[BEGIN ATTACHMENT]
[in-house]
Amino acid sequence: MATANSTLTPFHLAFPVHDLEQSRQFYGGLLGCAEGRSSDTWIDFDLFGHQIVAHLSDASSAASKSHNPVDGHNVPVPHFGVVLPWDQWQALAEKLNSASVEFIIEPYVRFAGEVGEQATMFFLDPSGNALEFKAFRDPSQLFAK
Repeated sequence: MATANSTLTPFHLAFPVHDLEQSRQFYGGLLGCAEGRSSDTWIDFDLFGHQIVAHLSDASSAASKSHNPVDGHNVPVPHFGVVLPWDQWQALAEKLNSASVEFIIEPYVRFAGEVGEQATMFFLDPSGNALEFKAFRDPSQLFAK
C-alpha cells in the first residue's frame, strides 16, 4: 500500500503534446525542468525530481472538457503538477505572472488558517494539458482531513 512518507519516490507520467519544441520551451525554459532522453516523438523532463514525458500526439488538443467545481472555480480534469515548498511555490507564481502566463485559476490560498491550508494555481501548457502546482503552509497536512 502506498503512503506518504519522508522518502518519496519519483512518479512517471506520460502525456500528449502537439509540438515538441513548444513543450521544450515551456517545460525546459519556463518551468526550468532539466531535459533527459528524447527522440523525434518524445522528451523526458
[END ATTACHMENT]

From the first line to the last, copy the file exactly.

[in-house]
Amino acid sequence: MATANSTLTPFHLAFPVHDLEQSRQFYGGLLGCAEGRSSDTWIDFDLFGHQIVAHLSDASSAASKSHNPVDGHNVPVPHFGVVLPWDQWQALAEKLNSASVEFIIEPYVRFAGEVGEQATMFFLDPSGNALEFKAFRDPSQLFAK
Repeated sequence: MATANSTLTPFHLAFPVHDLEQSRQFYGGLLGCAEGRSSDTWIDFDLFGHQIVAHLSDASSAASKSHNPVDGHNVPVPHFGVVLPWDQWQALAEKLNSASVEFIIEPYVRFAGEVGEQATMFFLDPSGNALEFKAFRDPSQLFAK
C-alpha cells in the first residue's frame, strides 16, 4: 500500500503534446525542468525530481472538457503538477505572472488558517494539458482531513 512518507519516490507520467519544441520551451525554459532522453516523438523532463514525458500526439488538443467545481472555480480534469515548498511555490507564481502566463485559476490560498491550508494555481501548457502546482503552509497536512 502506498503512503506518504519522508522518502518519496519519483512518479512517471506520460502525456500528449502537439509540438515538441513548444513543450521544450515551456517545460525546459519556463518551468526550468532539466531535459533527459528524447527522440523525434518524445522528451523526458